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1824.

William Mead, being apprehended and tried at the last Summer assizes for Yorkshire for that offence, was found guilty of manslaughter.

The KING

v. MEAD.

D. F. Jones, (with whom was Chitty,) on shewing cause now against the rule for a new trial, proposed to read an affidavit of the dying declaration of James Law, in which he denied all participation in the smuggling transaction to which Mead had deposed in the Exchequer; whereupon

Copley, A.G. (with whom were Clarke, Gurney, and Walton,) for the defendant, interposed, and objected to the reception of Law's dying declaration, on the ground that such declarations are admissible only in cases where the death of the deceased is the subject of inquiry in a court of justice, and where the declaration relates to the immediate circumstances of the death. The declaration now tendered had reference not to the circumstances under which the deceased came by his death, but to a transaction long antecedent, and consequently could not be admissible as evidence upon an inquiry concerning this perjury, which was a matter wholly collateral to the death of the deceased. Upon this principle, it was held in Doe v. Ridgway (a), that in the proof of a pedigree, the dying declarations of A. as to the relationship of the lessor of the plaintiff to the person last seised, are not receivable in evidence.

Jones and Chitty contrà. The dying declaration of the deceased now proposed to be read is so intimately connected with the subject of the present inquiry, that it cannot be rejected upon the principles contended for on the other side. In Mr. Phillips's Treatise on the Law of Evidence, page 200, it is laid down, that the principle upon which evidence of this nature is excepted out of the general rule as to hearsay evidence, is founded partly on the awful situation of the dying person, which is considered to be as pow

(u) 4 B. and A. 53.

1824.

The King

0. MEAD.

erful over his conscience as the obligation of an oath, and partly on a supposed absence of interest on the verge of the next world, which dispenses with the necessity of crossexamination. (a) This principle equally applies to civil as to criminal cases, and cannot be limited to those only where the death of the deceased is the immediate subject of charge against the defendant. This has been laid down in the case of a subscribing witness to a bond, whose dying declarations were allowed to be given in evidence by Heath, J.(6) to prove

it a forgery; and in Wright v. Littler, (c) evidence of a dying confession by the subscribing witness to a deed was admitted. So that these are authorities to shew that the rule contended for on the other side cannot be confined to the narrow limit of an inquiry into the cause or circumstances of the death. But in this case the dying declaration is pertinent and relevant to the matter which is the subject of the indictment for perjury. The circumstances of the death are so connected with the motive for the hostility which the defendant is supposed to have entertained towards the deceased, and depend so much upon each other as not to be separated. The deceased, after giving an account of the manner of his death, proceeds, as a part of the same statement, to negative his having been present at the transaction to which Meud deposed in the Exchequer, and which was the cause of that angry feeling which led to the fatal catastrophe. The dying declaration, therefore, of the deceased respecting the smuggling transaction is part of the res gestæ, and may now be received. But, admitting that this declaration could not be admitted upon the trial itself, still it may be received in the discretion of the Court as to the reasonableness of granting a new trial, on the same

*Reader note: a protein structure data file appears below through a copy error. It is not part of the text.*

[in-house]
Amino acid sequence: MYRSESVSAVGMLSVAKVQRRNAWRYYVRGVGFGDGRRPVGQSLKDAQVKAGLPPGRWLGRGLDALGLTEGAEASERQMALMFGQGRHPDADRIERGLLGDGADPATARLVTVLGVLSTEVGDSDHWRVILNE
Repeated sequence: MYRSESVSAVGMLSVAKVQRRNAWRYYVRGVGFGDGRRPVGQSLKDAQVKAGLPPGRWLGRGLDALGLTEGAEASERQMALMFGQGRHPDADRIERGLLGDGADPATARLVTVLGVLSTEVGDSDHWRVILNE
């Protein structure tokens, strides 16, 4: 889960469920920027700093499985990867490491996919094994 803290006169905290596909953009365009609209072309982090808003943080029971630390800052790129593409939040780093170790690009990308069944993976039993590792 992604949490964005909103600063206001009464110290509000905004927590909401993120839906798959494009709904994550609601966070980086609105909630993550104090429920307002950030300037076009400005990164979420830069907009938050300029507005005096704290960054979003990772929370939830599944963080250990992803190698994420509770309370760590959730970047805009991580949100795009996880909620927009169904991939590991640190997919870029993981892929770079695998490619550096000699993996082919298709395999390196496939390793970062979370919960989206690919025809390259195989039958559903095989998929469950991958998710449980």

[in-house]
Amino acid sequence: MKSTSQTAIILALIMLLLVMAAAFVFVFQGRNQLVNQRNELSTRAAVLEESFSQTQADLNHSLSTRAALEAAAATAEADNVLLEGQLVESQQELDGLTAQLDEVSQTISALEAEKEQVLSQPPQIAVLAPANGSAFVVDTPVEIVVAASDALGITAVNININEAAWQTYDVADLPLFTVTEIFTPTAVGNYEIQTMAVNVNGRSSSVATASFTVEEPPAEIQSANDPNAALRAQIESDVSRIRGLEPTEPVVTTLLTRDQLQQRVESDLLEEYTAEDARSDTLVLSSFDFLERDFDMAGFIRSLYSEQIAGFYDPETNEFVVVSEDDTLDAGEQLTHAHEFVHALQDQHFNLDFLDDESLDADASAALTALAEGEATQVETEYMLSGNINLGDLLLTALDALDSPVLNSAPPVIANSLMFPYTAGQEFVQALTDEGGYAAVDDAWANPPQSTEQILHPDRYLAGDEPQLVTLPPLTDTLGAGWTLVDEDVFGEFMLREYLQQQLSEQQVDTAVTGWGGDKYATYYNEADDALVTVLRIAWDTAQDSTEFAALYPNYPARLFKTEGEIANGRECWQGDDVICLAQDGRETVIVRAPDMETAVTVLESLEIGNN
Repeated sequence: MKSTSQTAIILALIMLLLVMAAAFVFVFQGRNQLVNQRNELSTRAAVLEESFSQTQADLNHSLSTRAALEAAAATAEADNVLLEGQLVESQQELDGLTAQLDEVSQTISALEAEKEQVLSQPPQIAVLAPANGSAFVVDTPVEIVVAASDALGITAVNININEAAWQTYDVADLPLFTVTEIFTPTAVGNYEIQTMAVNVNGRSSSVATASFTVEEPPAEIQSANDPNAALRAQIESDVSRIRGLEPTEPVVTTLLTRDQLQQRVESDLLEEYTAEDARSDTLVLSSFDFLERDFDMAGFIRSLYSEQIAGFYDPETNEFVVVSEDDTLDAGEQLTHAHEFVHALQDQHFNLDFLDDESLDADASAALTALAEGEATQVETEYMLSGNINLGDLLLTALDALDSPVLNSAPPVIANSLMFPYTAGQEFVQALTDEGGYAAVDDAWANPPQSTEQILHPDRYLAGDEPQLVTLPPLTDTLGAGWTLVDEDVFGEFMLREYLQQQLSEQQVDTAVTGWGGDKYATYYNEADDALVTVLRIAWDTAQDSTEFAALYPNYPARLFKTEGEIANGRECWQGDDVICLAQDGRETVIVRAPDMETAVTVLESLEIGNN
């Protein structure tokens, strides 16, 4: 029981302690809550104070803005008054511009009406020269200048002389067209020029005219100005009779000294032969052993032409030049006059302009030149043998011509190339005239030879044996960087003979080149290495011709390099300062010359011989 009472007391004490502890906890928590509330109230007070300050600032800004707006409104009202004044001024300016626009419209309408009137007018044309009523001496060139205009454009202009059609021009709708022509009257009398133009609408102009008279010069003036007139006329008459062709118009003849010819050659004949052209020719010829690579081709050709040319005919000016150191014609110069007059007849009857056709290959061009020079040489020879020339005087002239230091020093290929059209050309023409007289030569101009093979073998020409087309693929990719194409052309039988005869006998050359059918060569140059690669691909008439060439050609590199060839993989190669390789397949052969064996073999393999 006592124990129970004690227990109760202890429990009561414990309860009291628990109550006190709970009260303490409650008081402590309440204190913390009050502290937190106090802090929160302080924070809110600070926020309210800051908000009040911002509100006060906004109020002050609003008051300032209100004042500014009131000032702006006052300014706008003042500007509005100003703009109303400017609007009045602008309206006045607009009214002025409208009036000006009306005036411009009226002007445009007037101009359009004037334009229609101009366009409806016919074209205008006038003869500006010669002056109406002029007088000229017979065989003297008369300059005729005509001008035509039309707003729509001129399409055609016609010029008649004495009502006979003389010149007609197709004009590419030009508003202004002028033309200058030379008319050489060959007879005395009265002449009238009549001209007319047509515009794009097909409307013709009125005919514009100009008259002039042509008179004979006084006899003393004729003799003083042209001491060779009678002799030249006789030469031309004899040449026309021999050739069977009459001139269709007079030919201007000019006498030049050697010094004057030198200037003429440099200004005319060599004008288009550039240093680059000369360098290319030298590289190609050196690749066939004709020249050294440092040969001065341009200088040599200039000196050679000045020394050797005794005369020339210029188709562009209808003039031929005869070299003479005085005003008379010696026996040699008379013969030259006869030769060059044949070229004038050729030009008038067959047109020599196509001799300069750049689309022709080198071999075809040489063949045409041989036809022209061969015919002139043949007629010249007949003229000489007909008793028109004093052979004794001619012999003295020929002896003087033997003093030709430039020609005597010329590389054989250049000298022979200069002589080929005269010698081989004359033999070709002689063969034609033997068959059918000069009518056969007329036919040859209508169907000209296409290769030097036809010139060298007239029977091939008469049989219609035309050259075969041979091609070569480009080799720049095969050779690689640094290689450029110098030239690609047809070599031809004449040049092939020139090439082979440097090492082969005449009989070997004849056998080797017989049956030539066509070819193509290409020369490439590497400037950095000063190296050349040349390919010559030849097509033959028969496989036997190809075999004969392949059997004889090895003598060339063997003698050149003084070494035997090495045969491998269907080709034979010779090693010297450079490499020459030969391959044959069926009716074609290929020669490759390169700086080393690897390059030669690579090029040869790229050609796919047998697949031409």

(a) Ld. Mohun's case, 12 How. St. Tr. 949. Rex v. Reason and Tranter, 1 Stra. 499. S. C. 16 How. St. Tr. 1. Tinckler's case, 1 East, P. C. 354. and 2 Hume's Com. on the Law of Scotland, respecting Crimes, 391. Woodcock's case, 2 Leuch, Cr. C. 566. and Bambridge's case, 17 How. St. Tr. 383.

(b) Cited by Lord Ellenborough in Avison v. Kinnaird, 6 East, 195. (c) 3 Burr. 1244.

principle that the affidavits of parties to the record, both in civil and criminal cases, on motions for new trials, are admitted.

1824.

The KING

V.

MEAD.

ABBOTT, C.J.-I am of opinion that the affidavit of the dying declaration of this person is not admissible upon this inquiry. I believe it is a general rule that evidence of this description is only admissible where the death of the deceased is the subject of inquiry, and the circumstances of the death are the subject of the dying declaration. There may be exceptions to this general rule; but this is not one. That part of the dying declaration which is relied upon in this case does not appear to have been made for the purpose of accusing any body, but rather of clearing the deceased himself from the imputation of having been concerned in the smuggling transaction there adverted to; and therefore, on that ground, it is inadmissible. The cases relied upon in the argument for the prosecution are, in their nature, perfectly dissimilar to this, and afford no reason for taking this case out of the general rule, to which I have adverted. In the case before Mr. Justice Heath, cited in Avison v. Kinnaird, the declaration amounted to a confession, by the deceased himself, that he had been guilty of a heinous offence, in having been concemed in forging the bond in question. So also in the case of Wright v. Littler the same observation arises. For these reasons, therefore, I am of opinion that this affidavit ought not to be received.